The four people, all black, arrested in Chicago in connection with the livestreamed beating and abuse of a mentally disabled white man, have been charged with hate crimes (and a host of other charges). Police initially said they weren't sure that the victim was actually targeted because he was white, despite the comments captured on the video.
- Defending their report that Russia was responsible for hacking and releasing information from the Democratic Party to attempt to influence the presidential election, Director of National Intelligence James Clapper responded to President-elect Donald Trump's general dismissal of the evidence by saying there's a difference between being "skeptical" and "disparaging" the intel community. Their unclassified report explaining the hack will be publicly released next week.
- Former Sen. Dan Coats (R-Indiana) is going to succeed Clapper, according to sources talking to several different media outlets. Coats is a notable supporter of mass surveillance authorities, so that should be taken as an indicator of the incoming administration's attitude.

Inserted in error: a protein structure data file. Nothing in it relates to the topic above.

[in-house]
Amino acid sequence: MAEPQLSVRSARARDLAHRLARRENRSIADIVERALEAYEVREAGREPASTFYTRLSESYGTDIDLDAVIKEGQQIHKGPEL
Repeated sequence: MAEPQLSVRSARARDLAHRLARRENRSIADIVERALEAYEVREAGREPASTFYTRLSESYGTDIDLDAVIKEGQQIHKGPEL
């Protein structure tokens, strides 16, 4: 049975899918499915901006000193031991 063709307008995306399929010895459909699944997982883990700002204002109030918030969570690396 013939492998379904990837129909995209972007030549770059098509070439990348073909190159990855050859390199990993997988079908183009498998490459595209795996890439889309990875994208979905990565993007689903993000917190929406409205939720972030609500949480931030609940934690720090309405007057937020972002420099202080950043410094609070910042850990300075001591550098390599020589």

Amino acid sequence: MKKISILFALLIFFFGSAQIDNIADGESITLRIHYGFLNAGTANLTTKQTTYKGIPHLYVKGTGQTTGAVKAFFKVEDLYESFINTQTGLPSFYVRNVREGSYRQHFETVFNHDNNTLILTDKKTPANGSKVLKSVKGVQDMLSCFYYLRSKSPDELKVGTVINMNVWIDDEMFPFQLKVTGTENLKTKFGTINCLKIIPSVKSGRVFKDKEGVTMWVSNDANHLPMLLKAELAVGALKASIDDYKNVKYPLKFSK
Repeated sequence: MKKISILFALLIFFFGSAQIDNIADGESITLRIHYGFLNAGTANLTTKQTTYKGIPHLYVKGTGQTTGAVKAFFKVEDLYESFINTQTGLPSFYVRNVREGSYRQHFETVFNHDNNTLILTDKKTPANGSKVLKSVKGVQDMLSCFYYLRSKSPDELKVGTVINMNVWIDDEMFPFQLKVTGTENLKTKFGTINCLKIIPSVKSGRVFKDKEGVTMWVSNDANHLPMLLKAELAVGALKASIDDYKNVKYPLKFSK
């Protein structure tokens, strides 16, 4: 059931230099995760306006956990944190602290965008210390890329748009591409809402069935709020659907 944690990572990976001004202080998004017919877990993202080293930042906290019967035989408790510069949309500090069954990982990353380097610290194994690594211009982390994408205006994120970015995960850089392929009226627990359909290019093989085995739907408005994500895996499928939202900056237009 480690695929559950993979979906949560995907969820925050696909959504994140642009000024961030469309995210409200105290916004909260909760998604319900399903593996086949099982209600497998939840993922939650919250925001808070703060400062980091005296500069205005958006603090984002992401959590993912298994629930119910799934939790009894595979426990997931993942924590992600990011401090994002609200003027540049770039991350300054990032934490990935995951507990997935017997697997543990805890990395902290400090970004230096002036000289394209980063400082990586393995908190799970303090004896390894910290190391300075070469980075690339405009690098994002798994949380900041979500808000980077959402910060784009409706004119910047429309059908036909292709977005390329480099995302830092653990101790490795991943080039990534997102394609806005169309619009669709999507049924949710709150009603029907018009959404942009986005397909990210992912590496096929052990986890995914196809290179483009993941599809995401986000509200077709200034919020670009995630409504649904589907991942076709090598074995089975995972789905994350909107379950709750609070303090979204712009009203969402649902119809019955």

- Trump was deposed today—the legal kind of deposed, not the political one—to answer questions about a lawsuit connected to a chef who backed out of plans to open a restaurant in one of his hotels.
- Today's argument for school choice: A principal in Kentucky took students' phones and then sold any pornographic images he found on them (meaning the pics were of teens).
- Sears is joining Macy's in closing a bunch of stores. Sears Holding will be shutting 150 Kmart and Sears locations in 40 states.
- The union for the United States Postal Service has managed to force Staples to end its program where non-union private employees of the office supply store provided mail services.
- Today's hiliariously embarassing media outlet mistake.
Fairfax County, Virginia, allows home businesses but prohibits them from keeping inventory on site.
The democratic socialist congresswoman has lamented that the public-school system hinges on zip codes.
In one month, two sheriff's deputies in Florida have been arrested for fabricating drug evidence during traffic stops.
One of the officers was fired after arresting two six-year-olds in one day.